i. e. the nearest way. STBEVENS.

P. 141, 1. 27. Curst, signifies mischievous. Thus the adage: Curst cows have short horns. HENLEY. P. 142, 1. 5.

that make, and unfold error, This does not,

in

my opinon, take in the poet's thought. Time does not make mistakes, and discover them, ad different conjunctures; but the poet means, that Time often for a season covers errors, which he afterwards displays and brings to light. I chuse therefore to read: that mask and unfold error,

THROBALD.

Theobald's emendation is surely unnecessary. Departed time renders many facts obscure, and in that scuse is the cause of error. Time to come brings discoveries with it.

„These very comments on Shakspeare (says Mr. M. Mason) prove that time can both make and unfold error."

STEEVENS. P. 142, l. 8. 9.

that I slide O'er sixteen years,) This trespass, in respect of dramatic unity, will appear vcnial to those who have read the once famous Lyly's Endymion, or (as he himself calls it in the prologue) his Man in the Moon. This author was applauded and very liberally paid by Queen Elizabeth. Two acts of his piece comprize the space of forty years, Endymion lying down to sleep at the end of the second, and waking in the firft scene of the fifth, after a nap of that inconscionable length. Lyly has likewise been guilty of much greater absurdities than ever Shakspeare committed; for he supposes that Endymion's liair, features, and person, were changed by age during his sleep, while all the other personages of the drama remained without alteration.

George Whetstone, in the epistle dedicatory, before his Promos and Cassandra, 1578, (on the plan of which Measure for Measure is formed) had pointed out many of these absurdities and offences against the laws of the Drama. It must be owned therefore that Shakspeare has not fallen into them through ignorance of what tlicy werc., „For at this daye, the Italian is 80 lascivious in his comedies, that honest hearts are grieved at his actions. TheFrenchman and Spaniard follow the Italian's humour. The German is too holy; for he presents on everye common stage, what preachers should pronounce in pulpits. . The Englishman in this quallitie, is most vaine, indiscreete,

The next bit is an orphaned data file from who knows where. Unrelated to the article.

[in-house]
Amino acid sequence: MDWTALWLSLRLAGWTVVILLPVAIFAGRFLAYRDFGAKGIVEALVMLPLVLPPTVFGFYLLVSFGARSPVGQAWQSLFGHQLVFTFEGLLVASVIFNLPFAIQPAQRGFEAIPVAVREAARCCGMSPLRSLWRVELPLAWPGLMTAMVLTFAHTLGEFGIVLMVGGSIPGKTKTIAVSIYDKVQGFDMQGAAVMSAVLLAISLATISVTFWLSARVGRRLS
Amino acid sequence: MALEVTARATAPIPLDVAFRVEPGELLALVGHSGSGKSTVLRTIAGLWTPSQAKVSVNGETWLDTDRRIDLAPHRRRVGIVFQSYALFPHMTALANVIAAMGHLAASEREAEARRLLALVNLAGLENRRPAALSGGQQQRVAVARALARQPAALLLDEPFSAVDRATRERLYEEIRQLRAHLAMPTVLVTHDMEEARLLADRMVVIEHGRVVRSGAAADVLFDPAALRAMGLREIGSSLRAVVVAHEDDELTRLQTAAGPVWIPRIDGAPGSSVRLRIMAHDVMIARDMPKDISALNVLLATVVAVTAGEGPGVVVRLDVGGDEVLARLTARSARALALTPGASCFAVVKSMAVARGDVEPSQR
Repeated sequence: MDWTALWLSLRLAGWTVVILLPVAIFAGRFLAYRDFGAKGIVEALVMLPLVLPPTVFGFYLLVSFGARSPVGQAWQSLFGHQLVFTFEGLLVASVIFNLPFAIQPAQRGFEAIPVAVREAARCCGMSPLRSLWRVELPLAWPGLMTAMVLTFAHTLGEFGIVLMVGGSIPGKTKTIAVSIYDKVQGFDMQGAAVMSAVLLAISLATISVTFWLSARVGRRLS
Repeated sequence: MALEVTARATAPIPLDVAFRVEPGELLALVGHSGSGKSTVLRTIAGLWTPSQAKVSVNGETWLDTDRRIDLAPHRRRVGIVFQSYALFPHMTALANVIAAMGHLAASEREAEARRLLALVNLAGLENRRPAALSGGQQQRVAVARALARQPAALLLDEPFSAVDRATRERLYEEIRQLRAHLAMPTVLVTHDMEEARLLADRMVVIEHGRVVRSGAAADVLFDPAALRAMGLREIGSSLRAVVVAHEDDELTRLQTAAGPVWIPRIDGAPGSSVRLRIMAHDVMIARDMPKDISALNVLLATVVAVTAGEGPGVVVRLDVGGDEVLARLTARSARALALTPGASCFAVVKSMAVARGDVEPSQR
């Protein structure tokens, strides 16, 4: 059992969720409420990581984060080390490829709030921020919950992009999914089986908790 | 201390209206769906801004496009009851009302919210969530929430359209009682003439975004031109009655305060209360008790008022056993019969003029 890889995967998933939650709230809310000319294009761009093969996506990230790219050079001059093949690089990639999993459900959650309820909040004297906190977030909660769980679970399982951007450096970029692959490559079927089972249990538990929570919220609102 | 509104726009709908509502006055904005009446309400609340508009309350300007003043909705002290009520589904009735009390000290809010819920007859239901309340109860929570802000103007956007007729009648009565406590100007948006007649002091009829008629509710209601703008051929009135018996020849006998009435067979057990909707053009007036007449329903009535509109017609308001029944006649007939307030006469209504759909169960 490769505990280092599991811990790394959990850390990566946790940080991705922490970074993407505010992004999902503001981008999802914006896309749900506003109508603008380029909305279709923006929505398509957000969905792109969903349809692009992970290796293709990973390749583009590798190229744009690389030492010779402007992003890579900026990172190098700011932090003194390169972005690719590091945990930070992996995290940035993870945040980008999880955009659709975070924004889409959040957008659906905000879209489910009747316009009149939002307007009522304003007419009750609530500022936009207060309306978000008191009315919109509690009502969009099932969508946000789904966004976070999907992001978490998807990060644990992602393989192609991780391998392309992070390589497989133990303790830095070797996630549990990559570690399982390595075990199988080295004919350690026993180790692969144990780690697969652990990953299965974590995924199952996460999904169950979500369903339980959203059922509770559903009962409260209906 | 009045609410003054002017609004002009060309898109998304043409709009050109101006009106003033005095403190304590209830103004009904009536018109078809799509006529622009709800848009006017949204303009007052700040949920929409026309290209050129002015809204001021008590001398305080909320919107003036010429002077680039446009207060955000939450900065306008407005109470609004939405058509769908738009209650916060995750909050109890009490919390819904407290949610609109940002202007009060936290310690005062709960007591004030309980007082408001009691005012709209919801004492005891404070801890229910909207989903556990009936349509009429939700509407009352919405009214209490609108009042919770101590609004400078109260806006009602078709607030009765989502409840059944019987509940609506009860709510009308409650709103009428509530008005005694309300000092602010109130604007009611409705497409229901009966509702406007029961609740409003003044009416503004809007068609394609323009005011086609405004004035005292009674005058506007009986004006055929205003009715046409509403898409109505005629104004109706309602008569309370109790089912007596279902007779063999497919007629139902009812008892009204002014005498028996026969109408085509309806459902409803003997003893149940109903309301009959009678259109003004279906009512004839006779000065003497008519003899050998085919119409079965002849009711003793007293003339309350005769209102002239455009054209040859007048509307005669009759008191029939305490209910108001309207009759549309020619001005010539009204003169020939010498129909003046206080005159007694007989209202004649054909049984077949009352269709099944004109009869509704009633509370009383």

P. 142,

up t

and out of order. He first grounds his worke on impossibilities; then in three hours ronnes he throwe the worlde: marryes , gets children, makes children men, men to conquer kingdomes, murder moneters, and bringeth goddes from heaven, and fetcheth devils from hell, "etc. This quotation will serve to show that our poet might have enjoyed the benefit of literary Jaws, but, like Achilles, denied that laws were designed to operate on beings confident of their own pow. ers, and secure of graces beyond the reach of art.

STEEVENS. 1. 9. 10. and leave the growth untried

Of that wide gap;] Our author attends more to his ideas than to his words. The growth of the wide gap, is somewhat irregular; but he means, the growth, or progression of the time which filled

gap of the story between Perdita's birth and her sixteenth year. To leave this growth untried, is to leave the passages of the intermediate jears unnoted and unexamined. Untried is not, pero haps, the word which he would have chosen, but whir'i nis rhyme required. JOHNSON. P. 142, 1. 10. 11.

since it is in my power To o'erthrow law,] The reasoning of Time is not very clear; he seems to mean, that he who has broke so many laws may now break another; that he who introduced every thing, may introduce Perdira in her sixteenth year; and he intreats that he may pass as of old, before any order or succession of objects, ancient or modern, distinguished his periods. JOHNSON. P. 142, L 22-24.

imagine me, Gentle spectators, that I now may be

In fair Bohemia ;] Time is every where alike. I know not whether both sense and grammar may not dictate: